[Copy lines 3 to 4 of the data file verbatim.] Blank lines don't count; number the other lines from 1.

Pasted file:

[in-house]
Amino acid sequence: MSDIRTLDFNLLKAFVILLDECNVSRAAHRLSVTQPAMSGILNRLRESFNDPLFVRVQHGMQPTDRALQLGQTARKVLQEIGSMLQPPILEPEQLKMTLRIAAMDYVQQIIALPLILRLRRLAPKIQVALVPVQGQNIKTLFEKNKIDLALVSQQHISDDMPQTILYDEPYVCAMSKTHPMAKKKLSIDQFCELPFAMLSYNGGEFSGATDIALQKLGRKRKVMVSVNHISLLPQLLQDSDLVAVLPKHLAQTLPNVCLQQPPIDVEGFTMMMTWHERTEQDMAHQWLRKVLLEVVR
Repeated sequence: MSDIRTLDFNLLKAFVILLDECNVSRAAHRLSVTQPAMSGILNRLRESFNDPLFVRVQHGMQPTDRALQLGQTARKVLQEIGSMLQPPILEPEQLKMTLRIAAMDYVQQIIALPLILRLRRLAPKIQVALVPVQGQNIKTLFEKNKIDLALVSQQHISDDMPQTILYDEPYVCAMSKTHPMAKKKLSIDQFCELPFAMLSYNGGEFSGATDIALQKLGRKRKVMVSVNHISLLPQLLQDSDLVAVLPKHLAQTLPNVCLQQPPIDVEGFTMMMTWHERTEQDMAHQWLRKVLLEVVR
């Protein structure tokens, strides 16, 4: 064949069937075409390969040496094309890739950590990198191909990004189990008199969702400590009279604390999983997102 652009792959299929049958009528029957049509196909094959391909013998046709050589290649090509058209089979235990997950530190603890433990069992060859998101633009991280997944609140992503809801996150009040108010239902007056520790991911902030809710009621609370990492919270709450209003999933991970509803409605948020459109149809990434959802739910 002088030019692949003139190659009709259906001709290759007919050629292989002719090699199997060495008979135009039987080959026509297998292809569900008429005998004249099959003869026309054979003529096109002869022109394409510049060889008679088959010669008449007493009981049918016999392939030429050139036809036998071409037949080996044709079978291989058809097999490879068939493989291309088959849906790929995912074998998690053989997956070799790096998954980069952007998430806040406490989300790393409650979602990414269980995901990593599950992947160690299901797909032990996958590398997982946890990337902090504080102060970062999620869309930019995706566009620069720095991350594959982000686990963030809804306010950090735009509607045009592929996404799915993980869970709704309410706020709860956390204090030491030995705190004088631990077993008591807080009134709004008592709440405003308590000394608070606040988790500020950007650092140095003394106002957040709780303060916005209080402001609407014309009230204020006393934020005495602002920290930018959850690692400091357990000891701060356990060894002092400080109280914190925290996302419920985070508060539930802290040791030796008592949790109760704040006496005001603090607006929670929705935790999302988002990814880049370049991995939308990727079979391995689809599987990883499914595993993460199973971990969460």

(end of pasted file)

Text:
Repeated sequence: MSDIRTLDFNLLKAFVILLDECNVSRAAHRLSVTQPAMSGILNRLRESFNDPLFVRVQHGMQPTDRALQLGQTARKVLQEIGSMLQPPILEPEQLKMTLRIAAMDYVQQIIALPLILRLRRLAPKIQVALVPVQGQNIKTLFEKNKIDLALVSQQHISDDMPQTILYDEPYVCAMSKTHPMAKKKLSIDQFCELPFAMLSYNGGEFSGATDIALQKLGRKRKVMVSVNHISLLPQLLQDSDLVAVLPKHLAQTLPNVCLQQPPIDVEGFTMMMTWHERTEQDMAHQWLRKVLLEVVR
């Protein structure tokens, strides 16, 4: 064949069937075409390969040496094309890739950590990198191909990004189990008199969702400590009279604390999983997102 652009792959299929049958009528029957049509196909094959391909013998046709050589290649090509058209089979235990997950530190603890433990069992060859998101633009991280997944609140992503809801996150009040108010239902007056520790991911902030809710009621609370990492919270709450209003999933991970509803409605948020459109149809990434959802739910 002088030019692949003139190659009709259906001709290759007919050629292989002719090699199997060495008979135009039987080959026509297998292809569900008429005998004249099959003869026309054979003529096109002869022109394409510049060889008679088959010669008449007493009981049918016999392939030429050139036809036998071409037949080996044709079978291989058809097999490879068939493989291309088959849906790929995912074998998690053989997956070799790096998954980069952007998430806040406490989300790393409650979602990414269980995901990593599950992947160690299901797909032990996958590398997982946890990337902090504080102060970062999620869309930019995706566009620069720095991350594959982000686990963030809804306010950090735009509607045009592929996404799915993980869970709704309410706020709860956390204090030491030995705190004088631990077993008591807080009134709004008592709440405003308590000394608070606040988790500020950007650092140095003394106002957040709780303060916005209080402001609407014309009230204020006393934020005495602002920290930018959850690692400091357990000891701060356990060894002092400080109280914190925290996302419920985070508060539930802290040791030796008592949790109760704040006496005001603090607006929670929705935790999302988002990814880049370049991995939308990727079979391995689809599987990883499914595993993460199973971990969460």